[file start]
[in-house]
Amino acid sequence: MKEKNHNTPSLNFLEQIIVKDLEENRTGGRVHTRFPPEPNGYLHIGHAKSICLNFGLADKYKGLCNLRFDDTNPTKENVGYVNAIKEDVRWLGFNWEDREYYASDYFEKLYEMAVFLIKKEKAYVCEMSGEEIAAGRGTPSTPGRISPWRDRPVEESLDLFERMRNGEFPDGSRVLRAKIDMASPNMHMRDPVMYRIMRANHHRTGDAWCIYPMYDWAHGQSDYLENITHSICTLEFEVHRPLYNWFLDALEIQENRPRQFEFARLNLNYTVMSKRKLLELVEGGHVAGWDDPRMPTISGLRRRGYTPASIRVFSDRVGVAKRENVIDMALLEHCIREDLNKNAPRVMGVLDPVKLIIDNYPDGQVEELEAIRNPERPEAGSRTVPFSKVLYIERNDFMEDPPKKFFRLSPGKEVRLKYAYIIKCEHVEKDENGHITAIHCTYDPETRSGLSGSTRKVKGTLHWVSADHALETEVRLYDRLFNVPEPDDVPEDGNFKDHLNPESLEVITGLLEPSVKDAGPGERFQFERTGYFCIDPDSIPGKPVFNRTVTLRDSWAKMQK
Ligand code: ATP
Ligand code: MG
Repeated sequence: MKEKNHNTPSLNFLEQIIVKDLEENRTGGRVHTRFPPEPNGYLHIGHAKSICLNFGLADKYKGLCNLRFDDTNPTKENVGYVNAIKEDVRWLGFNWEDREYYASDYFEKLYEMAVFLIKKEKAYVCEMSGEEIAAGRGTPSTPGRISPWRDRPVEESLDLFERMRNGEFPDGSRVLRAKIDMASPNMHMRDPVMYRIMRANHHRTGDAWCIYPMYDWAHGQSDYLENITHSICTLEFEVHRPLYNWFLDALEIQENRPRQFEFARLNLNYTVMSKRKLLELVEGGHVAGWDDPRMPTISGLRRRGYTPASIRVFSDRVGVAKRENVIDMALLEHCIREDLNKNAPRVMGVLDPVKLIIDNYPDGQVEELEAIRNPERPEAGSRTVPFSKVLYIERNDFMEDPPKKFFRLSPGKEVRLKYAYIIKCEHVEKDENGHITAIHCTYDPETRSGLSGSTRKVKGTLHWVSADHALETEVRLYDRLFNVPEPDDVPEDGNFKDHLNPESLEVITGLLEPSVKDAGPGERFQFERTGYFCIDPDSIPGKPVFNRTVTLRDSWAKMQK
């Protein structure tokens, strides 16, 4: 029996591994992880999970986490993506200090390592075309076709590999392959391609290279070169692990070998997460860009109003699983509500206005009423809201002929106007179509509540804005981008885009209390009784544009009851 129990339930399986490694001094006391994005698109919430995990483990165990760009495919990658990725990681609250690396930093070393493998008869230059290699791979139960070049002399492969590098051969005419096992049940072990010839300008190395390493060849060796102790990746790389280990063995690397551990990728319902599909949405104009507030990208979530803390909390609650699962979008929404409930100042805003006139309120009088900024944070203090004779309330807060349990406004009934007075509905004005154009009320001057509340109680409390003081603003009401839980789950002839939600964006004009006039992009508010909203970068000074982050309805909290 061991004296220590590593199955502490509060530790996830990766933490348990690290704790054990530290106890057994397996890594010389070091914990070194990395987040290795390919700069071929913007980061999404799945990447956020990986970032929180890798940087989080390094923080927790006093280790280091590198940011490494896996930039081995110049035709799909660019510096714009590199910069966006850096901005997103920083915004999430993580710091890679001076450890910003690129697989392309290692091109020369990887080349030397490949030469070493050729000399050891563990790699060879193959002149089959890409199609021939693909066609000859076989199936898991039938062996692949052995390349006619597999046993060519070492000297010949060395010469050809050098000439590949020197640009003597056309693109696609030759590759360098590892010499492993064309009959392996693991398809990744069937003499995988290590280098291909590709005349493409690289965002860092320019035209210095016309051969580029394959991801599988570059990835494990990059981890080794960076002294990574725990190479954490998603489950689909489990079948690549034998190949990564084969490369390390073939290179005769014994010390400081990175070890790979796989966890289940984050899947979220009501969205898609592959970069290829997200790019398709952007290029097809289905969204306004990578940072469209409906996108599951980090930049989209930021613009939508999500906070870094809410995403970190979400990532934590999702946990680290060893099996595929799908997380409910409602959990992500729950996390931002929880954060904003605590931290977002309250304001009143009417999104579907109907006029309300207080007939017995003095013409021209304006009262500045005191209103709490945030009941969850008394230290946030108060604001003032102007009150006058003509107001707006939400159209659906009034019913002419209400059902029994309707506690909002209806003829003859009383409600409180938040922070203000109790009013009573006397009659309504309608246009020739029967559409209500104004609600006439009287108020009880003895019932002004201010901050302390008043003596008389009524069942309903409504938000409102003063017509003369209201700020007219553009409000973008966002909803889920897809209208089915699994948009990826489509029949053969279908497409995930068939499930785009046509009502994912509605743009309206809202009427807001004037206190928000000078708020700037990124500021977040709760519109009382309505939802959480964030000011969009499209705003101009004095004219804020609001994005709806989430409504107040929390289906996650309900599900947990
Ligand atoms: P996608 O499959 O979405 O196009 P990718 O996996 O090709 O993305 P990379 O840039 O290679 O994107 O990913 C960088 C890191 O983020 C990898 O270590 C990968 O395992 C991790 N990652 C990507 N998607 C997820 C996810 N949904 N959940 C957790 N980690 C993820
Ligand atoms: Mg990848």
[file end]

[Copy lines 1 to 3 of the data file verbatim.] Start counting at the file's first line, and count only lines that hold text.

[in-house]
Amino acid sequence: MKEKNHNTPSLNFLEQIIVKDLEENRTGGRVHTRFPPEPNGYLHIGHAKSICLNFGLADKYKGLCNLRFDDTNPTKENVGYVNAIKEDVRWLGFNWEDREYYASDYFEKLYEMAVFLIKKEKAYVCEMSGEEIAAGRGTPSTPGRISPWRDRPVEESLDLFERMRNGEFPDGSRVLRAKIDMASPNMHMRDPVMYRIMRANHHRTGDAWCIYPMYDWAHGQSDYLENITHSICTLEFEVHRPLYNWFLDALEIQENRPRQFEFARLNLNYTVMSKRKLLELVEGGHVAGWDDPRMPTISGLRRRGYTPASIRVFSDRVGVAKRENVIDMALLEHCIREDLNKNAPRVMGVLDPVKLIIDNYPDGQVEELEAIRNPERPEAGSRTVPFSKVLYIERNDFMEDPPKKFFRLSPGKEVRLKYAYIIKCEHVEKDENGHITAIHCTYDPETRSGLSGSTRKVKGTLHWVSADHALETEVRLYDRLFNVPEPDDVPEDGNFKDHLNPESLEVITGLLEPSVKDAGPGERFQFERTGYFCIDPDSIPGKPVFNRTVTLRDSWAKMQK
Ligand code: ATP